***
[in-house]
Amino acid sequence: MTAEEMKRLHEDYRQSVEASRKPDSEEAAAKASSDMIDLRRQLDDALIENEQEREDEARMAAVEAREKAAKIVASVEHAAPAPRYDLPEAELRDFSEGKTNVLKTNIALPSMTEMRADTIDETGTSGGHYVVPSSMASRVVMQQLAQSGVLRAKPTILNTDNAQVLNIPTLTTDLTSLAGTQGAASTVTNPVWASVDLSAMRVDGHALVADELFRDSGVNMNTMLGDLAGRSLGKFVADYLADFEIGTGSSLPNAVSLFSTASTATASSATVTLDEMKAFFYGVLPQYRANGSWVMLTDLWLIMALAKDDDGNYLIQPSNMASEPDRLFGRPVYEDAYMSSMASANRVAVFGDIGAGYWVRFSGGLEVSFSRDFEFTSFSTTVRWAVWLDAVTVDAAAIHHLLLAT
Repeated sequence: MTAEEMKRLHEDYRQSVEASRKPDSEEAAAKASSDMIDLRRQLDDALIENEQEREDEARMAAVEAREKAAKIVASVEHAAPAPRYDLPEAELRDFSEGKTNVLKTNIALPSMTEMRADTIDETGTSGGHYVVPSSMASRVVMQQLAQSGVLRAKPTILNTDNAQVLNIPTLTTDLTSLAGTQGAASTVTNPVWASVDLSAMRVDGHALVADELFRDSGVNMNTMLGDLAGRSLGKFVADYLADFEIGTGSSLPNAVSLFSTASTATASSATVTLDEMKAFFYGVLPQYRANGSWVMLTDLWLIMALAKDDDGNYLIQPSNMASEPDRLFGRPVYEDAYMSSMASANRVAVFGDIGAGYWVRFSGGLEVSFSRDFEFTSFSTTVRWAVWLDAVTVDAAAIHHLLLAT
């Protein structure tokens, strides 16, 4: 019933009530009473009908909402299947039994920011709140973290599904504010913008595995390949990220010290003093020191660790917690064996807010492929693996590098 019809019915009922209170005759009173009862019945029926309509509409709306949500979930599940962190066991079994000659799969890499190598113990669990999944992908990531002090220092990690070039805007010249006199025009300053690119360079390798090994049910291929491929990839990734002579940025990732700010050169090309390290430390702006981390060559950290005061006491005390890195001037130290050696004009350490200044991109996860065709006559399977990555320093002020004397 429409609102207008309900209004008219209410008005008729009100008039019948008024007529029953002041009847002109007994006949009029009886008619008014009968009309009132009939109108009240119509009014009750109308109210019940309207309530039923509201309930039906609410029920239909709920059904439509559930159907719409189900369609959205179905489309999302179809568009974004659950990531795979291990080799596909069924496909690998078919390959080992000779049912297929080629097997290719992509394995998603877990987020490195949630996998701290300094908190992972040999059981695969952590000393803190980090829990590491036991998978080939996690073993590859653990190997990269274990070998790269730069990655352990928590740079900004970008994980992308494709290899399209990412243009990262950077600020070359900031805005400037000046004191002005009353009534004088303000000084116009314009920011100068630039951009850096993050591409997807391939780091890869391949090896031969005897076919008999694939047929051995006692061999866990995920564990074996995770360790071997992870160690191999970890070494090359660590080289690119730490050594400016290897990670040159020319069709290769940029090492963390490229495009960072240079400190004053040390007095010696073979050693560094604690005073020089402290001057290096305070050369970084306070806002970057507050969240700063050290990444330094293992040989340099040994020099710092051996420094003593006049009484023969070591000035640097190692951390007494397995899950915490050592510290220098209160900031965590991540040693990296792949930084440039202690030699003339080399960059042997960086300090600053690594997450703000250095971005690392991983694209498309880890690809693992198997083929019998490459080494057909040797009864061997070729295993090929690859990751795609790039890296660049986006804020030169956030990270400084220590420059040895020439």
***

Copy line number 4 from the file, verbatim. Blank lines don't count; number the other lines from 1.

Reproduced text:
């Protein structure tokens, strides 16, 4: 019933009530009473009908909402299947039994920011709140973290599904504010913008595995390949990220010290003093020191660790917690064996807010492929693996590098 019809019915009922209170005759009173009862019945029926309509509409709306949500979930599940962190066991079994000659799969890499190598113990669990999944992908990531002090220092990690070039805007010249006199025009300053690119360079390798090994049910291929491929990839990734002579940025990732700010050169090309390290430390702006981390060559950290005061006491005390890195001037130290050696004009350490200044991109996860065709006559399977990555320093002020004397 429409609102207008309900209004008219209410008005008729009100008039019948008024007529029953002041009847002109007994006949009029009886008619008014009968009309009132009939109108009240119509009014009750109308109210019940309207309530039923509201309930039906609410029920239909709920059904439509559930159907719409189900369609959205179905489309999302179809568009974004659950990531795979291990080799596909069924496909690998078919390959080992000779049912297929080629097997290719992509394995998603877990987020490195949630996998701290300094908190992972040999059981695969952590000393803190980090829990590491036991998978080939996690073993590859653990190997990269274990070998790269730069990655352990928590740079900004970008994980992308494709290899399209990412243009990262950077600020070359900031805005400037000046004191002005009353009534004088303000000084116009314009920011100068630039951009850096993050591409997807391939780091890869391949090896031969005897076919008999694939047929051995006692061999866990995920564990074996995770360790071997992870160690191999970890070494090359660590080289690119730490050594400016290897990670040159020319069709290769940029090492963390490229495009960072240079400190004053040390007095010696073979050693560094604690005073020089402290001057290096305070050369970084306070806002970057507050969240700063050290990444330094293992040989340099040994020099710092051996420094003593006049009484023969070591000035640097190692951390007494397995899950915490050592510290220098209160900031965590991540040693990296792949930084440039202690030699003339080399960059042997960086300090600053690594997450703000250095971005690392991983694209498309880890690809693992198997083929019998490459080494057909040797009864061997070729295993090929690859990751795609790039890296660049986006804020030169956030990270400084220590420059040895020439």